Is that why you travel so often to talk to Pacifica kids about your work?
Absolutely, in the South Pacific, [being a comic book artist] has never been seen as a career path. Sharing my story and showing kids what's possible is important because I want to show other brown kids from poor neighborhoods who look like me, who dream different, who dream weird and big, if I can do it, you can do it too.
In fact, I have my line of comics [for kids] that I dropped last year in both English and Samoan.
Speaking of representation, it's Asian American Pacific Islander Heritage month here in the United States right now. What does that look like to you from New Zealand?
The "PI" part of that is a bit of an interesting subject. Because every time we see AAPI stuff, to us, it's always East Asians. We're always like, "Where's the Pacific Islanders?" Don't put us together if you're not going to represent us. Luckily in my part of the world, because of the proximity to all the islands, we don't struggle for representation [in other areas].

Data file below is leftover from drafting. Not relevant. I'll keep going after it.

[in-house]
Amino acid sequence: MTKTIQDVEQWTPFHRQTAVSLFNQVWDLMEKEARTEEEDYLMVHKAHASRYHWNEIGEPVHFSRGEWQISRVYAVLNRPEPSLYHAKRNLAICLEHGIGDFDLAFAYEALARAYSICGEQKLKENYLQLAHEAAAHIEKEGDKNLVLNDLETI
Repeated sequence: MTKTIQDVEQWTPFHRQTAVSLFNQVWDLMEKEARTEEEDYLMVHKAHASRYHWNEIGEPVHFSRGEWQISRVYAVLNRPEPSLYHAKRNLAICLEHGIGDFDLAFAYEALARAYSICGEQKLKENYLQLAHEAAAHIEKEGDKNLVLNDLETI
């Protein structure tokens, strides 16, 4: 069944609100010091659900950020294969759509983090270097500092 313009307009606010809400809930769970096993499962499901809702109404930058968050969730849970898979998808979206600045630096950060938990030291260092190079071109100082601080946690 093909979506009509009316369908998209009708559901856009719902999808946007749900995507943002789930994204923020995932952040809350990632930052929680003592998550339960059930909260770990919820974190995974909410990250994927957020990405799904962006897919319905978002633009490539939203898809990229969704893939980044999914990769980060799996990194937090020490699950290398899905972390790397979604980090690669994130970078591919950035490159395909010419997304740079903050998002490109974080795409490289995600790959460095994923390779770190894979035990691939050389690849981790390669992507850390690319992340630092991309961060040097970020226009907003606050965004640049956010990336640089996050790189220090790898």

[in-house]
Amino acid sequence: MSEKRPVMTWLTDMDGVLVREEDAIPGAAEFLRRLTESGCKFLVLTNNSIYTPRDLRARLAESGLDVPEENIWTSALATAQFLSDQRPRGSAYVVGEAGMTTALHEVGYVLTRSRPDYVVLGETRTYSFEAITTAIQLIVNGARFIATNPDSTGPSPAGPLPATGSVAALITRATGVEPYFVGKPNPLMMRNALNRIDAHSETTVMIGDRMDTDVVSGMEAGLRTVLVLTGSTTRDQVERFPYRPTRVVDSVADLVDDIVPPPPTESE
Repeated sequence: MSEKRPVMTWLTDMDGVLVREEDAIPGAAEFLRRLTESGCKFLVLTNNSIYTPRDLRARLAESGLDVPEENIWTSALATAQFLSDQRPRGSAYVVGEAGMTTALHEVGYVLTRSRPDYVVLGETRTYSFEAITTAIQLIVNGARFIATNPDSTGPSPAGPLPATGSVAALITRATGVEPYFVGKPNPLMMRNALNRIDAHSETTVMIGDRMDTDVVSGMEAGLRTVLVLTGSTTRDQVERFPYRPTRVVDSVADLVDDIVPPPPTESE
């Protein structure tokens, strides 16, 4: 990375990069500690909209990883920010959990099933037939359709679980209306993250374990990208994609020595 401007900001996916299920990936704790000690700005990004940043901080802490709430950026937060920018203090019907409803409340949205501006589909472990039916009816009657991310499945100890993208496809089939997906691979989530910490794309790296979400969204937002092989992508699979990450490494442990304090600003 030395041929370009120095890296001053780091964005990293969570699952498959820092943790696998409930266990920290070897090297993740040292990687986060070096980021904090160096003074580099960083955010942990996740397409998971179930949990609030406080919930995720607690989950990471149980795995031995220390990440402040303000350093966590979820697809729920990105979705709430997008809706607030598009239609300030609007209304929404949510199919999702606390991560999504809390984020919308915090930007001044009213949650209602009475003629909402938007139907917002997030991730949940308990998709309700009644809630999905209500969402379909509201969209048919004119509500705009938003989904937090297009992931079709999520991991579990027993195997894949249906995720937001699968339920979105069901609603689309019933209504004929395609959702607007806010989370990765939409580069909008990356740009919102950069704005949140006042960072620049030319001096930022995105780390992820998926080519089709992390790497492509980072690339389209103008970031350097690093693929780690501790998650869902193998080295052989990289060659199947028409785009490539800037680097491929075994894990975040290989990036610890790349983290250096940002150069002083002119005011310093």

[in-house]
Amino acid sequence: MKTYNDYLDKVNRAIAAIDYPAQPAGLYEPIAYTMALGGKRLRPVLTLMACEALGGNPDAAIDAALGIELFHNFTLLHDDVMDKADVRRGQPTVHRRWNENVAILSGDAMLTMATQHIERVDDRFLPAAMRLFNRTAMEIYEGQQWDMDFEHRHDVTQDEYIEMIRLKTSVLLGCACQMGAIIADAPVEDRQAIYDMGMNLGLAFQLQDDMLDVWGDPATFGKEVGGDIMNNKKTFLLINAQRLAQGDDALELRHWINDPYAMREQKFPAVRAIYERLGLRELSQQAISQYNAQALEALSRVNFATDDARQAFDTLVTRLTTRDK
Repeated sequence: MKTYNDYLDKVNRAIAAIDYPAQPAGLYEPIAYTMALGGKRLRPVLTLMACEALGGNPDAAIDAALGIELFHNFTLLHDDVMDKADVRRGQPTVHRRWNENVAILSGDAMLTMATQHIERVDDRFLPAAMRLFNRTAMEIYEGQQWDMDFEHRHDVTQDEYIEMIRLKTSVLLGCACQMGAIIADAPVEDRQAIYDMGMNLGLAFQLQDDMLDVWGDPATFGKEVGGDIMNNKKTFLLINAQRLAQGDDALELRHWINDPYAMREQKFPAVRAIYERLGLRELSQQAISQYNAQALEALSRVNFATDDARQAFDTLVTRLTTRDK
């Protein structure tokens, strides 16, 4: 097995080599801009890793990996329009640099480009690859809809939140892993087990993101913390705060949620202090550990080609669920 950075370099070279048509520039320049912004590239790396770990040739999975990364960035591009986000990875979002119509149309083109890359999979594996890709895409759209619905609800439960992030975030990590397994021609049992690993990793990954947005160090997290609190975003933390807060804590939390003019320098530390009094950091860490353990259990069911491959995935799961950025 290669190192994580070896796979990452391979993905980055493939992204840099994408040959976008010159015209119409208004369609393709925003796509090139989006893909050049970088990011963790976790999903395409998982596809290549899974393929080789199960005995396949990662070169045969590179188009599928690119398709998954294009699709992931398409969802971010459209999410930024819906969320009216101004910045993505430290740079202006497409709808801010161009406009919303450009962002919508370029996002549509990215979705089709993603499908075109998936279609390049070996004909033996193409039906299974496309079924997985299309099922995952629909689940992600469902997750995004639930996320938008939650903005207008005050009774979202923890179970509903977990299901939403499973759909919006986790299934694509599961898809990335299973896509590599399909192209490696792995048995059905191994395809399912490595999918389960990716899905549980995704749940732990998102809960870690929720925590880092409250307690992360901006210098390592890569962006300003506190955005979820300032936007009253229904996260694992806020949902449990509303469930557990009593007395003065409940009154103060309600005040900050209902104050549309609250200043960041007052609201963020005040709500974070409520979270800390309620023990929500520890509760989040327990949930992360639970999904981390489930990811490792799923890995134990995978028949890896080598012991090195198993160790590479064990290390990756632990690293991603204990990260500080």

Where did you find the time to become a pro-Tekken player?
I've been playing Tekken since I was a kid on Tekken One. I've just been playing and honing my craft within the New Zealand scene. But, things kind of started happening in 2018 after I went to SDCC. That year Evo [The Evolution Championship Series] was just a couple of weeks later in Las Vegas. So I thought, "Why not test myself to see how good I am?".
I was playing on fire throughout the whole week, even at the pre-events. Then at Evo, I played well enough to take on Batz, a top 10 player that year. And because I was playing him, the match was live-streamed. I didn't win, but I became one of the first New Zealand players to be featured and placed in the top 12 percent of Tekken players that year at Evo.
It was a surprise because my goal was to have fun and hopefully play well enough. No pressure. I'm a fairly chill dude, you know?
Is that your mantra? "Just go have fun?"
No. My real mantra is, "Do the work and don't be a d*ck."